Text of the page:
Siddell frowned now. “You have much anger in you, Dallin Brayden.” He held up his hand when Dallin’s lip curled. “I do not reproach. I only observe. But I would ask that you try to think more kindly of Brother Calder. Within the space of a year, the man lost his wife and his only son, both of whom he loved more than life. His calling was all he had left, and his faith is strong, yet he consigned it all so that he might wipe away the Mother’s tears and restore Her lost one to Her.” His thin lips pinched, and he shook his head sadly. “You have seen and spoken to Her,” he went on quietly, shifting his sharp glance to Wil. “Can you now imagine the silence if you were to call to Her and She could no longer hear you?”
Wil swallowed. He’d guessed as much, but now the empathetic pain of the truth pierced him. “He didn’t just cut away his Marks,” he told Dallin softly. “He cut away his connection to Her—for Her.” He shook his head and frowned at Siddell. “It seems… very unfair.”
Siddell waved a bony hand. “Ours is not to question.” He flicked a sly glance at Dallin. “Others have taken up that task.”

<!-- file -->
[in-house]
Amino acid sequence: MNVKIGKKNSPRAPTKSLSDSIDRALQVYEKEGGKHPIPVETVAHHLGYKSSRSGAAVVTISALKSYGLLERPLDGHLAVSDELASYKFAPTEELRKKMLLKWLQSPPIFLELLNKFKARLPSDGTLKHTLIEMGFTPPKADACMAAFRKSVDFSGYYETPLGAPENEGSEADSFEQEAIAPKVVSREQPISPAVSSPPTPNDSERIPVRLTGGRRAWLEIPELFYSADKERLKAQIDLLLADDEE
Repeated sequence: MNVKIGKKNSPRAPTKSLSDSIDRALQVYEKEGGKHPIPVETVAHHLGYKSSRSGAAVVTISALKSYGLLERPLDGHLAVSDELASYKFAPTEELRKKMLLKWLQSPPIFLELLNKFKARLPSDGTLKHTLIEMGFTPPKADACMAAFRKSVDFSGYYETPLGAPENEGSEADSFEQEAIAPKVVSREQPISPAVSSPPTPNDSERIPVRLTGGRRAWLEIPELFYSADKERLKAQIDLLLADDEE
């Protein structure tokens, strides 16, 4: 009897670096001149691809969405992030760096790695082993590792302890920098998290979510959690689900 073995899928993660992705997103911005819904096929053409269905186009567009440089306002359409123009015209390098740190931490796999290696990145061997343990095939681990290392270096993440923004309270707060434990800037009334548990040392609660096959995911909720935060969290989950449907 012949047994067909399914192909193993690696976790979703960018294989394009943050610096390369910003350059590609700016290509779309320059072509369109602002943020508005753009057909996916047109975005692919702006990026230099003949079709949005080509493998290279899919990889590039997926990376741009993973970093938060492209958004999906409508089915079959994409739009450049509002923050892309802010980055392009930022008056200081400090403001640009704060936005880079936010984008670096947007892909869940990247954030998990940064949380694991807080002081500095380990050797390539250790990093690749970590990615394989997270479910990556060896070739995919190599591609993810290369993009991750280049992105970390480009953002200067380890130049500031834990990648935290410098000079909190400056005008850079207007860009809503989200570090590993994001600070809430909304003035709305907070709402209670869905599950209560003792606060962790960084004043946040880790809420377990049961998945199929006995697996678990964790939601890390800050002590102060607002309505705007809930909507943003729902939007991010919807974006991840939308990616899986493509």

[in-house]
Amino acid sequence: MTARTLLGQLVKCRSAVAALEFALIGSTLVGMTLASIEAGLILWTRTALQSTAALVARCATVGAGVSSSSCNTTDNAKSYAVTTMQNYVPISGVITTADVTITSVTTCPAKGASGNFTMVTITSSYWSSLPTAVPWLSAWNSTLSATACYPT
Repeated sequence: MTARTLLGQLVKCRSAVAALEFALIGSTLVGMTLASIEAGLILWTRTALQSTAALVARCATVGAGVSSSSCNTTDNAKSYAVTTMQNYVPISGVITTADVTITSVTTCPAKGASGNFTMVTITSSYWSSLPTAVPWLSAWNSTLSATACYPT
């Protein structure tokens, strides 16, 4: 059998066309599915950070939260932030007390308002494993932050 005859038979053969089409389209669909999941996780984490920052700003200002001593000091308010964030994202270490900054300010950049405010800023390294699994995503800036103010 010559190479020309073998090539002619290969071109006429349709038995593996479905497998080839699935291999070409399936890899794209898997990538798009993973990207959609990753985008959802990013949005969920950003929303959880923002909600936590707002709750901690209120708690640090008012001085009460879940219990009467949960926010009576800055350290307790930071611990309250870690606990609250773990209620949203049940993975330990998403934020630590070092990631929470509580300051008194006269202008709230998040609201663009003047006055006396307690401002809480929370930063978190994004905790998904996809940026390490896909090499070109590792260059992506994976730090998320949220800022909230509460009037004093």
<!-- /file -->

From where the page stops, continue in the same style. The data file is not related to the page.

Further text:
Wil almost smirked as Dallin rolled his eyes with a low grumble. Instead he pointed a curious gaze at the old men. “He is very suspicious of me.”
Thorne shook his head, but it was Marden who spoke. “He fears for you, lad,” he offered in his gruff baritone, “but he shares the fears of all of us as well.”
“Fear of me.” Wil peered at every one of them closely. No one negated the statement. “I wouldn’t… I won’t—”
Except he would. He had. Almost destroyed a city, almost took Dallin’s head off, almost set half the Weardas on fire…. Why should they believe a word Wil said, or trust any good intention, when it was all too plain he hadn’t the strength or power to control himself, let alone… everything else?
“You do not know your own power,” Siddell put in as though reading Wil’s own thoughts. “You cannot control it. Bringing you here is like teasing a match over a mountain of gunpowder. Yet there was no other way. There is no other way. Yes, we fear for many things—ourselves, you, the very world.” Siddell shook his head. “You are not only dangerous to your enemies, lad. You must understand, we cannot—”
“Look.” Dallin’s teeth were clenched. “You cannot judge and accuse when you don’t even—”
“You would tell us truthfully, Dallin Brayden, that our fears are unjustified?” Siddell’s voice was challenging, colder than before.